This morning, my girl friend, who is a beauty writer, sent me an email with a link to a Stylist UK post about the hair and makeup on the models for the Issey Miyake show at Paris Fashion Week. The runway models had their hair pulled high up into sleek ponytails crafted into a ridge coming out the top of the head. Stylist UK called the style — dubbed “the Mohican” — “a high-maintenance take on the punk classic.”
Mohican (also called Mahican) is obviously a reference to the Native American tribe from what is now the central New York/Massachusetts area. (Mohegan, which sounds similar, is actually a different Native American tribe from what is now Connecticut.) At some point in the history of punk rock, punks adopted the Mohawk hairstyle and the “Mohican” style, too. (I’m sure we’re all, of course, familiar with Mohawks — another hairstyle worn by punks that clearly takes it’s name from the Native American tribe, the Mohawks. These days, there are other variations, like fauxhawks and ponyhawks, which Wikipedia tells me is what Sanjaya Malakar wore on “American Idol” back in 2007.) The hairstyles get referenced as being “punk,” but their true original source is Native American. As my friend wrote, “I know that in the UK ‘mohican,’ can refer to a punk rock hairstyle, but I’m still giving this major side-eye.” That got me thinking. Keep reading »
Many people don’t know this, but there was a time, in between filming “Shakespeare in Love” and “Sliding Doors,” that patron saint of GOOP, Gwyneth Paltrow, was in a punk band. They were called Cockjuice, and they played all the clubs on the punk circuit, amassing violent and excited crowds at ABC No Rio and squats around Europe. Gwyneth gained quite a reputation as an outspoken proponent of socialism — calling on Americans to take the streets to protest late ’90s Clinton-era fascist American policies, and the inheritance tax. She was known as an inveterate rabble-rouser and sometimes-drunk, whose pre-show routine always included at least a fifth of bourbon and a punch or two in the greenroom wall.
For several months, Cockjuice rode high on the fumes of DIY success. But then, one day, Gwyneth had a soul-searching revelation: acting and giving diet advice was where she was really needed. So she gave it all up — the shows, the glory, the post-show drunken fistfights — and settled down with the singer of Coldplay. Keep reading »
The Met Costume Institute’s Ball last week was clearly just a harbinger to come — the tone deaf outfits and embarrassing displays of total non-punkness were simply pre-cursors to fairly scathing critiques of the exhibit itself. But even — and especially — those outside of the establishment are expressing their disdain for the collection.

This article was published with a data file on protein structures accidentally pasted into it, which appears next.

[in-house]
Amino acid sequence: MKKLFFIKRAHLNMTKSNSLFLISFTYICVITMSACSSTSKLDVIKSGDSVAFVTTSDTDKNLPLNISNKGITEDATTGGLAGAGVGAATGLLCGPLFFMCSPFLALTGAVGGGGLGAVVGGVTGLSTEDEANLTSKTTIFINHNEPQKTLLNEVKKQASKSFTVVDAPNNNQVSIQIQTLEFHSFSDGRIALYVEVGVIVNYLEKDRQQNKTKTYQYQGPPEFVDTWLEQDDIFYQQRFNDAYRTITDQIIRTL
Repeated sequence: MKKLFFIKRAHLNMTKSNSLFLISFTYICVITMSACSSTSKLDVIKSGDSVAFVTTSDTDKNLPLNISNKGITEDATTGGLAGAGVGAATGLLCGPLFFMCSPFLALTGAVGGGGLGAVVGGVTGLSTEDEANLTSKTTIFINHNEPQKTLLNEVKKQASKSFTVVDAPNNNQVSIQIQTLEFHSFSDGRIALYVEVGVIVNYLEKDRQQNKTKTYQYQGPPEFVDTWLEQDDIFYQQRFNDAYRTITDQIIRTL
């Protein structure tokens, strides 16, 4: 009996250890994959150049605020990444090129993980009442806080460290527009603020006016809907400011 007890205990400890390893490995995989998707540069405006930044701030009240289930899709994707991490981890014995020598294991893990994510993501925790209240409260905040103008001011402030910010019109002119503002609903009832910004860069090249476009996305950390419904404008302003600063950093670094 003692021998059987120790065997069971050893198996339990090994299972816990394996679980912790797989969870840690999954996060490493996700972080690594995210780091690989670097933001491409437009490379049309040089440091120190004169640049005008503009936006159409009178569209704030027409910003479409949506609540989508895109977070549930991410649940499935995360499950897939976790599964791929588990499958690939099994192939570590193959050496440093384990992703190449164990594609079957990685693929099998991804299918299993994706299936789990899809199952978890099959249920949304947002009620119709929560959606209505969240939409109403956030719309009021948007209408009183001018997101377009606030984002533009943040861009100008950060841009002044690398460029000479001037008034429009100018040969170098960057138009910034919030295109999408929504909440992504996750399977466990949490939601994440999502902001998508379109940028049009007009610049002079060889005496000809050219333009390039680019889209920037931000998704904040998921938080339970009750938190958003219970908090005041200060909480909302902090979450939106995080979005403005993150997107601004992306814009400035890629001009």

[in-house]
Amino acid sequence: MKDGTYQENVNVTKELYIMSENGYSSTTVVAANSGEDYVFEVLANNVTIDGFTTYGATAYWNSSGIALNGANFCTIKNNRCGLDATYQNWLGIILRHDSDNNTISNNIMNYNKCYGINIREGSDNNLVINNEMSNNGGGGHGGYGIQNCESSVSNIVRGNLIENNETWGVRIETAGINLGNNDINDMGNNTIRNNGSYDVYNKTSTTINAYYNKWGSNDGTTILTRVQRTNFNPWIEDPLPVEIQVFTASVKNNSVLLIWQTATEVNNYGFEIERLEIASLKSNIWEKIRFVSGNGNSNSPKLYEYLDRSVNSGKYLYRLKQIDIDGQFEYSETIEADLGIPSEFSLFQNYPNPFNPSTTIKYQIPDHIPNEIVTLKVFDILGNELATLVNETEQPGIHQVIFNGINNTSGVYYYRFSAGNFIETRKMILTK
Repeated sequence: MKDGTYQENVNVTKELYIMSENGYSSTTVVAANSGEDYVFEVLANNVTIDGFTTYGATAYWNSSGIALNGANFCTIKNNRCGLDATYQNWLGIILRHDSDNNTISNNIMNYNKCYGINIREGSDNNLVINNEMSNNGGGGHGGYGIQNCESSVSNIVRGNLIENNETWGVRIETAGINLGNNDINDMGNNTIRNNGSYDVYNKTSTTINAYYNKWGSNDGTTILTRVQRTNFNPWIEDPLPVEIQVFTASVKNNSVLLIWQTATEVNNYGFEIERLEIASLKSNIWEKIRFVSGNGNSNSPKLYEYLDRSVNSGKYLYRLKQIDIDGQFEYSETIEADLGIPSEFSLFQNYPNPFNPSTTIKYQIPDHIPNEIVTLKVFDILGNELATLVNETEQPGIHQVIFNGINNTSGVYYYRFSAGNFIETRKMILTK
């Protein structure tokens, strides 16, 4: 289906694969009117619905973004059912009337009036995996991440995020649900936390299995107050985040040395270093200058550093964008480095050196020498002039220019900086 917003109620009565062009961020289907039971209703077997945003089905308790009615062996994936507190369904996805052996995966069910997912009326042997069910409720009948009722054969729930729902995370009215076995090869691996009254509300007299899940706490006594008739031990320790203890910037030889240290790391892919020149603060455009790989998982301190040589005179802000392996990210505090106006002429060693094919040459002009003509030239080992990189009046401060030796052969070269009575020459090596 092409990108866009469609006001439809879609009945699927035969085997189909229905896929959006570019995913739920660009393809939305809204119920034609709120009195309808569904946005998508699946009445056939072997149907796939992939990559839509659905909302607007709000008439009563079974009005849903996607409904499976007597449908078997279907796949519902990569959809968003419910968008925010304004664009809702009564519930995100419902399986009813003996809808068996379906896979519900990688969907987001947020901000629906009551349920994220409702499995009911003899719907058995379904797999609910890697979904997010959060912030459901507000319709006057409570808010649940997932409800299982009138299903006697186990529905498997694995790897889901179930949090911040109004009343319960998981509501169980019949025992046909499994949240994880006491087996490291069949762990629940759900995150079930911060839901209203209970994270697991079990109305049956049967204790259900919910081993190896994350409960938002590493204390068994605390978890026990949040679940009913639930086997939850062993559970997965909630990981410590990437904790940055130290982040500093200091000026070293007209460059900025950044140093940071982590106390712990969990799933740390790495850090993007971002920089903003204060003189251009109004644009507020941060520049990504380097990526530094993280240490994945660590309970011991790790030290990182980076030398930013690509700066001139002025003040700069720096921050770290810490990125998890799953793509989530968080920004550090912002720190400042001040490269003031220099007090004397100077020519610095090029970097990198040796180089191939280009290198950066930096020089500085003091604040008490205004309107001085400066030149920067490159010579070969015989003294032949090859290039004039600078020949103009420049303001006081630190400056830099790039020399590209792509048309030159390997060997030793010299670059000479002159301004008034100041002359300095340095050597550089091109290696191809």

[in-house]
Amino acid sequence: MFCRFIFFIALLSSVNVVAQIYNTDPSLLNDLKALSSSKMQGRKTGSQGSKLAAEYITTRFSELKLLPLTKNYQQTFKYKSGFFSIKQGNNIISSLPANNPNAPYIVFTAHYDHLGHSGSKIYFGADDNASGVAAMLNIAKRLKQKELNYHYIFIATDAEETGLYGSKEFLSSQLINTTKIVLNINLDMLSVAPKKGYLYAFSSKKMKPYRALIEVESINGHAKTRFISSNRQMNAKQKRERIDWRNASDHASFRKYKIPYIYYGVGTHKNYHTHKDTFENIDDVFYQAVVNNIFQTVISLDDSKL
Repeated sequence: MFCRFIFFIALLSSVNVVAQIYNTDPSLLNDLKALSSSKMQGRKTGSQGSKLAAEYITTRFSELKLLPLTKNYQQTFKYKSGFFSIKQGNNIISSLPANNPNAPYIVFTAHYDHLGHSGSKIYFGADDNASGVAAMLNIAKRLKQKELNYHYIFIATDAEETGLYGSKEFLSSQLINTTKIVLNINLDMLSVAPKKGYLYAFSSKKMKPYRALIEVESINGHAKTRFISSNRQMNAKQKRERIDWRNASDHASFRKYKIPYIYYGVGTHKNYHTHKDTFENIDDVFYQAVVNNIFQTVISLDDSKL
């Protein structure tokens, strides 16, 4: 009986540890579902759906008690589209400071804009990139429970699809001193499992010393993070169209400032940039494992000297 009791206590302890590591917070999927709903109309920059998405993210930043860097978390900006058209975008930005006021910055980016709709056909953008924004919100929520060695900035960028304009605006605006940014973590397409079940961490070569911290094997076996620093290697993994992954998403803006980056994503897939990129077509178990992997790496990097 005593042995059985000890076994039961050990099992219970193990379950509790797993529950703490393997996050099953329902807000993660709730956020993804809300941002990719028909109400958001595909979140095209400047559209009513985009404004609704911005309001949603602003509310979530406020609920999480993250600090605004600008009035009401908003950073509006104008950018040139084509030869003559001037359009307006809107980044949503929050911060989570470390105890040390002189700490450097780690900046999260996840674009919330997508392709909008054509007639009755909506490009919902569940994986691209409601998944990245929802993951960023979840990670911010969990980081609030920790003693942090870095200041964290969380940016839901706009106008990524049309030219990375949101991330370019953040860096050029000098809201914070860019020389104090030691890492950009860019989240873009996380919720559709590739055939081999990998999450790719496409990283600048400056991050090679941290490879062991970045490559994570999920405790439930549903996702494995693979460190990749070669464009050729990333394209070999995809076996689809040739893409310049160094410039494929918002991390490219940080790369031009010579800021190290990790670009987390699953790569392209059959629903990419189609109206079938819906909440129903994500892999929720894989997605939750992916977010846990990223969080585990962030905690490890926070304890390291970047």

Gerry Visco, a self-professed punk who at 58 is old enough to actually live through punk’s inception and first wave, came down to protest Punk: Chaos Into Couture, and led a group of about a dozen punks in making a statement outside the museum. I was a real punk,” said Visco. “We like the fact that they’re doing this show but it’s not as authentic as it could have been.” Keep reading »
Talk shows in the ’80s and early ’90s were obsessed with sussing out the latest subculture and parading it on display for the entire world to gawk at. Whether goth, punk, club kid or something in between, shows like Phil Donahue, Maury Povitch and Ricki Lake steadily trotted out what they considered “freaks.” Take this clip of a crew of (actually very notable) punk rockers who appeared on “The Morning Show” with Regis and Kathie Lee in 1986. Among them was Raymond “Raybeez” Barbieri, founding member of the Lower East Side punk band Warzone, and Todd Youth, of the band Murphy’s Law (who later played with Danzing). These guys are so cute, but Kathie Lee is terrified.
Every generation has its own version of rebellion — so when club kids came around a decade later, flaunting looks and music that was the diametric opposite of punk, nobody should have been surprised. But talk show pundits ate that up. Just like they did a few years later when Marilyn Manson’s brand of manufactured goth horror came into its own.
Looking back at those kids, and those shows now, they seem delightfully tame. Check out a small collection of some of the best moments of punk rock, parental outrage, club kid mayhem and Manson fanaticism ever captured on the talk show circuit. Keep reading »
Killer news for gritty Sid Vicious appreciators and louche Givenchy fanatics alike: the Metropolitan Museum of Art’s Costume Institute has announced the subject of next year’s illustrious spring exhibition, and they’re drawing inspiration from some very badly behaved candidates. On the heels of this year’s “Schiaparelli and Prada” exhibit, which drew less-than-desirable numbers, the museum has secured itself a premise that’s guaranteed to be a number one hit. “Punk: Chaos to Couture” will highlight the roots of the punk revolution and the manner in which it diffused into mainstream culture, particularly high fashion. Keep reading »